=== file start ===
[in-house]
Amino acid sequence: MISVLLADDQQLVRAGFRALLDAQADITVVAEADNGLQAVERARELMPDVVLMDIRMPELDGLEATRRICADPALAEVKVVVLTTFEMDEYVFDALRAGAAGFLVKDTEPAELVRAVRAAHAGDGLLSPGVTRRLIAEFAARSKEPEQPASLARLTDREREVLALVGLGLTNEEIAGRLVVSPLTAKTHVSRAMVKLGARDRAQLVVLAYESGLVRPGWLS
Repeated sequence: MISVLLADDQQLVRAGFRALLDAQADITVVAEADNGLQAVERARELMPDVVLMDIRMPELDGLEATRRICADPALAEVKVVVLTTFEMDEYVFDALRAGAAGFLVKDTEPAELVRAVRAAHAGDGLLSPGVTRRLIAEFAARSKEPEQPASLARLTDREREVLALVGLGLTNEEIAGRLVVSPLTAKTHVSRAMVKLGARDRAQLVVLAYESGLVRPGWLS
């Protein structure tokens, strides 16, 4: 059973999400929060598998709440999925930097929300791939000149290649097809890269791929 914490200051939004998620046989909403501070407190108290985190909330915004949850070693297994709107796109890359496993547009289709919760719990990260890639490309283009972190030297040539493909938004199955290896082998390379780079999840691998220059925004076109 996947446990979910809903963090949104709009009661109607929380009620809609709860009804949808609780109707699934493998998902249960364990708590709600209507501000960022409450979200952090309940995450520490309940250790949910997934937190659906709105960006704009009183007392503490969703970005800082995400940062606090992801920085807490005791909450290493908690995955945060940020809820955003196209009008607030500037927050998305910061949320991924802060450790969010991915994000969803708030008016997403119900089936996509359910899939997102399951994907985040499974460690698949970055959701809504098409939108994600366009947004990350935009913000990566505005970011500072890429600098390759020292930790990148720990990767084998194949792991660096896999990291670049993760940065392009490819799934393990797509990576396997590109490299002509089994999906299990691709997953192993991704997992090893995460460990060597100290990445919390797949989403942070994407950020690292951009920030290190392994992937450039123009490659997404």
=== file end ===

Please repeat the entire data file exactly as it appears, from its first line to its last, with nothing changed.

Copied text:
[in-house]
Amino acid sequence: MISVLLADDQQLVRAGFRALLDAQADITVVAEADNGLQAVERARELMPDVVLMDIRMPELDGLEATRRICADPALAEVKVVVLTTFEMDEYVFDALRAGAAGFLVKDTEPAELVRAVRAAHAGDGLLSPGVTRRLIAEFAARSKEPEQPASLARLTDREREVLALVGLGLTNEEIAGRLVVSPLTAKTHVSRAMVKLGARDRAQLVVLAYESGLVRPGWLS
Repeated sequence: MISVLLADDQQLVRAGFRALLDAQADITVVAEADNGLQAVERARELMPDVVLMDIRMPELDGLEATRRICADPALAEVKVVVLTTFEMDEYVFDALRAGAAGFLVKDTEPAELVRAVRAAHAGDGLLSPGVTRRLIAEFAARSKEPEQPASLARLTDREREVLALVGLGLTNEEIAGRLVVSPLTAKTHVSRAMVKLGARDRAQLVVLAYESGLVRPGWLS
């Protein structure tokens, strides 16, 4: 059973999400929060598998709440999925930097929300791939000149290649097809890269791929 914490200051939004998620046989909403501070407190108290985190909330915004949850070693297994709107796109890359496993547009289709919760719990990260890639490309283009972190030297040539493909938004199955290896082998390379780079999840691998220059925004076109 996947446990979910809903963090949104709009009661109607929380009620809609709860009804949808609780109707699934493998998902249960364990708590709600209507501000960022409450979200952090309940995450520490309940250790949910997934937190659906709105960006704009009183007392503490969703970005800082995400940062606090992801920085807490005791909450290493908690995955945060940020809820955003196209009008607030500037927050998305910061949320991924802060450790969010991915994000969803708030008016997403119900089936996509359910899939997102399951994907985040499974460690698949970055959701809504098409939108994600366009947004990350935009913000990566505005970011500072890429600098390759020292930790990148720990990767084998194949792991660096896999990291670049993760940065392009490819799934393990797509990576396997590109490299002509089994999906299990691709997953192993991704997992090893995460460990060597100290990445919390797949989403942070994407950020690292951009920030290190392994992937450039123009490659997404």